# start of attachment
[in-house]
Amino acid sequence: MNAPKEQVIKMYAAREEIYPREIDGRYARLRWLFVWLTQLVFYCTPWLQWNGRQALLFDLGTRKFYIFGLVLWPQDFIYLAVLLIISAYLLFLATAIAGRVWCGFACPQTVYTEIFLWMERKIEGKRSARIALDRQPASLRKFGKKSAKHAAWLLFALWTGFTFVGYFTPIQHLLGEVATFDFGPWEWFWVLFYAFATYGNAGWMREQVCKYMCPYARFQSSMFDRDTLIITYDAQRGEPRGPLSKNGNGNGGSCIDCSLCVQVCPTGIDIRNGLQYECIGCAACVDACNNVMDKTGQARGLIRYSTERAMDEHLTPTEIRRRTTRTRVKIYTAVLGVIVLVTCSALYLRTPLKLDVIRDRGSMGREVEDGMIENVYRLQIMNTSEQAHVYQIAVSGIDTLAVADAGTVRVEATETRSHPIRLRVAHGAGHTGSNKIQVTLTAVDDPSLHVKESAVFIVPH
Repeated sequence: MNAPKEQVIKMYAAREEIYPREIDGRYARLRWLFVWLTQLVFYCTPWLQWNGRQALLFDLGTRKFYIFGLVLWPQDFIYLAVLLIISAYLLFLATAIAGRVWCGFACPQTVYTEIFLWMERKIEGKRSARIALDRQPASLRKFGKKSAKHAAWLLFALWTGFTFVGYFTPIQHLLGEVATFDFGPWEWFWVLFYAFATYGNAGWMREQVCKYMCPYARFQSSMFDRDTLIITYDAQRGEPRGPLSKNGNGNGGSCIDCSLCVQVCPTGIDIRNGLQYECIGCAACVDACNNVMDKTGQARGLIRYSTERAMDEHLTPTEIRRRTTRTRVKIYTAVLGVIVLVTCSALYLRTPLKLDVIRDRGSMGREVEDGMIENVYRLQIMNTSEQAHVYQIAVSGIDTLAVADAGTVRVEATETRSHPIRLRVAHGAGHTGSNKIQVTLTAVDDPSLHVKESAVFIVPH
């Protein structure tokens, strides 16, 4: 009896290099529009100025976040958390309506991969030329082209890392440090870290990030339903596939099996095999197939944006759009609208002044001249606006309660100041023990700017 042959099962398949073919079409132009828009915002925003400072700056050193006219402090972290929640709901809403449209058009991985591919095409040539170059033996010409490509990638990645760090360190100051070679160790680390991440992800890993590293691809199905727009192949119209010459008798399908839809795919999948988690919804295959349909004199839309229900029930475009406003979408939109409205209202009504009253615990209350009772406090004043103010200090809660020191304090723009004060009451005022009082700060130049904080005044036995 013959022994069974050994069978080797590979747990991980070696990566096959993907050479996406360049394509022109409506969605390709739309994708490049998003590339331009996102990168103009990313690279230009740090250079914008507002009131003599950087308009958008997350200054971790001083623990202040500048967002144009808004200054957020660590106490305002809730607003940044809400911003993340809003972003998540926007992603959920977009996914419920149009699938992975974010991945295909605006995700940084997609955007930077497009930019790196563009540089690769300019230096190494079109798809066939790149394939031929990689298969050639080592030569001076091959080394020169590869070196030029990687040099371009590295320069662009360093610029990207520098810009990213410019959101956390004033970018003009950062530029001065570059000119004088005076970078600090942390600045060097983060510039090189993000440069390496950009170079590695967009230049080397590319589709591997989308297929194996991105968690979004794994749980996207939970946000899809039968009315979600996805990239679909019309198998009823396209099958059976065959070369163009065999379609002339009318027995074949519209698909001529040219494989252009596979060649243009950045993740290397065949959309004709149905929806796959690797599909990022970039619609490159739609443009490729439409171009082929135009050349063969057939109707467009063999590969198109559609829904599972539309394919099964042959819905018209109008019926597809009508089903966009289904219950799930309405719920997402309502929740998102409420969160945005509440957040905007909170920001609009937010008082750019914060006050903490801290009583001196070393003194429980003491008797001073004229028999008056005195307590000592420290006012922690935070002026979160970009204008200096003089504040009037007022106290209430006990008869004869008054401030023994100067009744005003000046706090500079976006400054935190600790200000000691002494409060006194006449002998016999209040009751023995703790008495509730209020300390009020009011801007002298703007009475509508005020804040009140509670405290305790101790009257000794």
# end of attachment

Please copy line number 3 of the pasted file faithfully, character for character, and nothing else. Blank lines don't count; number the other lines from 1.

Repeated sequence: MNAPKEQVIKMYAAREEIYPREIDGRYARLRWLFVWLTQLVFYCTPWLQWNGRQALLFDLGTRKFYIFGLVLWPQDFIYLAVLLIISAYLLFLATAIAGRVWCGFACPQTVYTEIFLWMERKIEGKRSARIALDRQPASLRKFGKKSAKHAAWLLFALWTGFTFVGYFTPIQHLLGEVATFDFGPWEWFWVLFYAFATYGNAGWMREQVCKYMCPYARFQSSMFDRDTLIITYDAQRGEPRGPLSKNGNGNGGSCIDCSLCVQVCPTGIDIRNGLQYECIGCAACVDACNNVMDKTGQARGLIRYSTERAMDEHLTPTEIRRRTTRTRVKIYTAVLGVIVLVTCSALYLRTPLKLDVIRDRGSMGREVEDGMIENVYRLQIMNTSEQAHVYQIAVSGIDTLAVADAGTVRVEATETRSHPIRLRVAHGAGHTGSNKIQVTLTAVDDPSLHVKESAVFIVPH